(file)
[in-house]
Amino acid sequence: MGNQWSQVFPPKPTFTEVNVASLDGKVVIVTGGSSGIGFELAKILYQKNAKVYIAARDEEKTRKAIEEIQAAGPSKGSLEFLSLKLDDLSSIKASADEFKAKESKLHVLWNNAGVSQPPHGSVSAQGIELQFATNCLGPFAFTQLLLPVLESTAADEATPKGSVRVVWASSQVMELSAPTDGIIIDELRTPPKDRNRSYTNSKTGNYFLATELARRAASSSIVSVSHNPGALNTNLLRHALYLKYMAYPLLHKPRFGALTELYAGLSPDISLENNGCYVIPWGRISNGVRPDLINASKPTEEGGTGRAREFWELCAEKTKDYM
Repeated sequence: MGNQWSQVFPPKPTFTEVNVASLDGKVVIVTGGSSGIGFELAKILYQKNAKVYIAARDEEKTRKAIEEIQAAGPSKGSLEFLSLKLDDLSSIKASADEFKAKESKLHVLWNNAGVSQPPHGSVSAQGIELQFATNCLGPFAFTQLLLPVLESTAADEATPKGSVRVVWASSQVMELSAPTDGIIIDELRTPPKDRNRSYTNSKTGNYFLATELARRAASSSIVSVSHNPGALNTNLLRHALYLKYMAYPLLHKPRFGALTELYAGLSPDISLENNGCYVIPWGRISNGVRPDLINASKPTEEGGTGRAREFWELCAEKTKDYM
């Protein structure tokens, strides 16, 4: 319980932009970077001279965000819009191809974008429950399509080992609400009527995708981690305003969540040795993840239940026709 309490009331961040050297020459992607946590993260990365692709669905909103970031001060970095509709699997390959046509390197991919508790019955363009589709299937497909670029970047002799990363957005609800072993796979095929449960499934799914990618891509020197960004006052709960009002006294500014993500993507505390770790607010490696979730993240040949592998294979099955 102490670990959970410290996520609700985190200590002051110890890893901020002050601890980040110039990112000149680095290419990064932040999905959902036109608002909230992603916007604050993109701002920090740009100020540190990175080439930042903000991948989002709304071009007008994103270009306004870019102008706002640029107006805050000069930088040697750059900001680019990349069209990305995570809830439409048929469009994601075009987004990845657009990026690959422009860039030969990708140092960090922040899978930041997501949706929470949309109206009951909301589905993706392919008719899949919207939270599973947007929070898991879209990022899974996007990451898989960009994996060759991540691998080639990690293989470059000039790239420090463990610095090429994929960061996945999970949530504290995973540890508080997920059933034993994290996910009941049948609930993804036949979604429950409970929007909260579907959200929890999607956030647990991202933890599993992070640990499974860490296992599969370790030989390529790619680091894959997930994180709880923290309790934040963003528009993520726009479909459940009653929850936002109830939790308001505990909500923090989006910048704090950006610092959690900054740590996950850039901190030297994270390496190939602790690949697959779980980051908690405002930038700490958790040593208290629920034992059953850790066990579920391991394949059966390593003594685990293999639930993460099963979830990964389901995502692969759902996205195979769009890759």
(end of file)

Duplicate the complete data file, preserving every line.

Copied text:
[in-house]
Amino acid sequence: MGNQWSQVFPPKPTFTEVNVASLDGKVVIVTGGSSGIGFELAKILYQKNAKVYIAARDEEKTRKAIEEIQAAGPSKGSLEFLSLKLDDLSSIKASADEFKAKESKLHVLWNNAGVSQPPHGSVSAQGIELQFATNCLGPFAFTQLLLPVLESTAADEATPKGSVRVVWASSQVMELSAPTDGIIIDELRTPPKDRNRSYTNSKTGNYFLATELARRAASSSIVSVSHNPGALNTNLLRHALYLKYMAYPLLHKPRFGALTELYAGLSPDISLENNGCYVIPWGRISNGVRPDLINASKPTEEGGTGRAREFWELCAEKTKDYM
Repeated sequence: MGNQWSQVFPPKPTFTEVNVASLDGKVVIVTGGSSGIGFELAKILYQKNAKVYIAARDEEKTRKAIEEIQAAGPSKGSLEFLSLKLDDLSSIKASADEFKAKESKLHVLWNNAGVSQPPHGSVSAQGIELQFATNCLGPFAFTQLLLPVLESTAADEATPKGSVRVVWASSQVMELSAPTDGIIIDELRTPPKDRNRSYTNSKTGNYFLATELARRAASSSIVSVSHNPGALNTNLLRHALYLKYMAYPLLHKPRFGALTELYAGLSPDISLENNGCYVIPWGRISNGVRPDLINASKPTEEGGTGRAREFWELCAEKTKDYM
């Protein structure tokens, strides 16, 4: 319980932009970077001279965000819009191809974008429950399509080992609400009527995708981690305003969540040795993840239940026709 309490009331961040050297020459992607946590993260990365692709669905909103970031001060970095509709699997390959046509390197991919508790019955363009589709299937497909670029970047002799990363957005609800072993796979095929449960499934799914990618891509020197960004006052709960009002006294500014993500993507505390770790607010490696979730993240040949592998294979099955 102490670990959970410290996520609700985190200590002051110890890893901020002050601890980040110039990112000149680095290419990064932040999905959902036109608002909230992603916007604050993109701002920090740009100020540190990175080439930042903000991948989002709304071009007008994103270009306004870019102008706002640029107006805050000069930088040697750059900001680019990349069209990305995570809830439409048929469009994601075009987004990845657009990026690959422009860039030969990708140092960090922040899978930041997501949706929470949309109206009951909301589905993706392919008719899949919207939270599973947007929070898991879209990022899974996007990451898989960009994996060759991540691998080639990690293989470059000039790239420090463990610095090429994929960061996945999970949530504290995973540890508080997920059933034993994290996910009941049948609930993804036949979604429950409970929007909260579907959200929890999607956030647990991202933890599993992070640990499974860490296992599969370790030989390529790619680091894959997930994180709880923290309790934040963003528009993520726009479909459940009653929850936002109830939790308001505990909500923090989006910048704090950006610092959690900054740590996950850039901190030297994270390496190939602790690949697959779980980051908690405002930038700490958790040593208290629920034992059953850790066990579920391991394949059966390593003594685990293999639930993460099963979830990964389901995502692969759902996205195979769009890759």